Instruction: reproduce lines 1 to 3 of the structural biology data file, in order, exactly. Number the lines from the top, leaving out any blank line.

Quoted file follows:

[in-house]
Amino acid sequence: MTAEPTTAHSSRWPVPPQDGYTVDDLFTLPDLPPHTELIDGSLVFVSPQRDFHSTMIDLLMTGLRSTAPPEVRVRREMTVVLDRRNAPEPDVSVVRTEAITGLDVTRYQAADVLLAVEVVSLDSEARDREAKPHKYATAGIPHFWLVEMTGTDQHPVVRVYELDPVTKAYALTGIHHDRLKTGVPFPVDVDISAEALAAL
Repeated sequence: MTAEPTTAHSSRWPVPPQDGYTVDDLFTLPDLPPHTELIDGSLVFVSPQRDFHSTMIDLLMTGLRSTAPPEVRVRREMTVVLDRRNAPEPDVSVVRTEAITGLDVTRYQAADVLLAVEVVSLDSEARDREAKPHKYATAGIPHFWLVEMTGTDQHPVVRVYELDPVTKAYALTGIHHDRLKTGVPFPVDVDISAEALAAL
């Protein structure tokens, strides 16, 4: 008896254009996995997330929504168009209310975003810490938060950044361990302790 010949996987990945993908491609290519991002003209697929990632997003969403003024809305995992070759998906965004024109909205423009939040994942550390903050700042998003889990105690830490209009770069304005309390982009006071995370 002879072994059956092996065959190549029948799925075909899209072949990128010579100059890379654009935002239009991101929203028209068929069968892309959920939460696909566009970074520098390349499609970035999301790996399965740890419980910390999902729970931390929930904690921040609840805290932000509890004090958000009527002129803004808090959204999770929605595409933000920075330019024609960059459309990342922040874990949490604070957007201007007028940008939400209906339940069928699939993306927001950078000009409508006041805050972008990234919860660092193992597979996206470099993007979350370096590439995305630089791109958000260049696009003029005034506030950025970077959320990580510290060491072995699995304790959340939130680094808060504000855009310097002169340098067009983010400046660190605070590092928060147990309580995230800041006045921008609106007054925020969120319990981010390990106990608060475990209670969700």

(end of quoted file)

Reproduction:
[in-house]
Amino acid sequence: MTAEPTTAHSSRWPVPPQDGYTVDDLFTLPDLPPHTELIDGSLVFVSPQRDFHSTMIDLLMTGLRSTAPPEVRVRREMTVVLDRRNAPEPDVSVVRTEAITGLDVTRYQAADVLLAVEVVSLDSEARDREAKPHKYATAGIPHFWLVEMTGTDQHPVVRVYELDPVTKAYALTGIHHDRLKTGVPFPVDVDISAEALAAL
Repeated sequence: MTAEPTTAHSSRWPVPPQDGYTVDDLFTLPDLPPHTELIDGSLVFVSPQRDFHSTMIDLLMTGLRSTAPPEVRVRREMTVVLDRRNAPEPDVSVVRTEAITGLDVTRYQAADVLLAVEVVSLDSEARDREAKPHKYATAGIPHFWLVEMTGTDQHPVVRVYELDPVTKAYALTGIHHDRLKTGVPFPVDVDISAEALAAL